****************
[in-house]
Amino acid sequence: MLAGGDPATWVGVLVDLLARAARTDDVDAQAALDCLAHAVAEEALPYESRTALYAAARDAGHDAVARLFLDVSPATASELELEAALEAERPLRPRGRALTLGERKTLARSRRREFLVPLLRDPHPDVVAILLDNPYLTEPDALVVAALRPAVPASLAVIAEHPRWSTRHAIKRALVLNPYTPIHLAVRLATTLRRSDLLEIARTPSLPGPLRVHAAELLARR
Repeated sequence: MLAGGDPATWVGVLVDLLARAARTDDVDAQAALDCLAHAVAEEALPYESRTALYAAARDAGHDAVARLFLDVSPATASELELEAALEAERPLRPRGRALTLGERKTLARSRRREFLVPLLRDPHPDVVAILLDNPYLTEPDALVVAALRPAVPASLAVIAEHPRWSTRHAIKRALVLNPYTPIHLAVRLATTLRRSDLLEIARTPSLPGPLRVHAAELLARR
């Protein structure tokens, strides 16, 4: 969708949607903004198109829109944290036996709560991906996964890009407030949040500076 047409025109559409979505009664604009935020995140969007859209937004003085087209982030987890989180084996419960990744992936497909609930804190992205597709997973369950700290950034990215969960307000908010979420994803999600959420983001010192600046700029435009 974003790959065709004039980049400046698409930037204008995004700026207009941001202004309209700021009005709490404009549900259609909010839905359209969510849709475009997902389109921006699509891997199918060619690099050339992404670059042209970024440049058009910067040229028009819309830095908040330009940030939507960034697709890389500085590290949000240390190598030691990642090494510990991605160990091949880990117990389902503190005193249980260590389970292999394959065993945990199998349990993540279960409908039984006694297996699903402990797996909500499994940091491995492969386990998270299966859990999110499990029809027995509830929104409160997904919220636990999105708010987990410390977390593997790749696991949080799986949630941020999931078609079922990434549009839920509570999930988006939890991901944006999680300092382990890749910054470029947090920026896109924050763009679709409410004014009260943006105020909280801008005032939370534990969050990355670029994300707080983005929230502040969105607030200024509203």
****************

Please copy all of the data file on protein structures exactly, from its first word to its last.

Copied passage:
[in-house]
Amino acid sequence: MLAGGDPATWVGVLVDLLARAARTDDVDAQAALDCLAHAVAEEALPYESRTALYAAARDAGHDAVARLFLDVSPATASELELEAALEAERPLRPRGRALTLGERKTLARSRRREFLVPLLRDPHPDVVAILLDNPYLTEPDALVVAALRPAVPASLAVIAEHPRWSTRHAIKRALVLNPYTPIHLAVRLATTLRRSDLLEIARTPSLPGPLRVHAAELLARR
Repeated sequence: MLAGGDPATWVGVLVDLLARAARTDDVDAQAALDCLAHAVAEEALPYESRTALYAAARDAGHDAVARLFLDVSPATASELELEAALEAERPLRPRGRALTLGERKTLARSRRREFLVPLLRDPHPDVVAILLDNPYLTEPDALVVAALRPAVPASLAVIAEHPRWSTRHAIKRALVLNPYTPIHLAVRLATTLRRSDLLEIARTPSLPGPLRVHAAELLARR
């Protein structure tokens, strides 16, 4: 969708949607903004198109829109944290036996709560991906996964890009407030949040500076 047409025109559409979505009664604009935020995140969007859209937004003085087209982030987890989180084996419960990744992936497909609930804190992205597709997973369950700290950034990215969960307000908010979420994803999600959420983001010192600046700029435009 974003790959065709004039980049400046698409930037204008995004700026207009941001202004309209700021009005709490404009549900259609909010839905359209969510849709475009997902389109921006699509891997199918060619690099050339992404670059042209970024440049058009910067040229028009819309830095908040330009940030939507960034697709890389500085590290949000240390190598030691990642090494510990991605160990091949880990117990389902503190005193249980260590389970292999394959065993945990199998349990993540279960409908039984006694297996699903402990797996909500499994940091491995492969386990998270299966859990999110499990029809027995509830929104409160997904919220636990999105708010987990410390977390593997790749696991949080799986949630941020999931078609079922990434549009839920509570999930988006939890991901944006999680300092382990890749910054470029947090920026896109924050763009679709409410004014009260943006105020909280801008005032939370534990969050990355670029994300707080983005929230502040969105607030200024509203």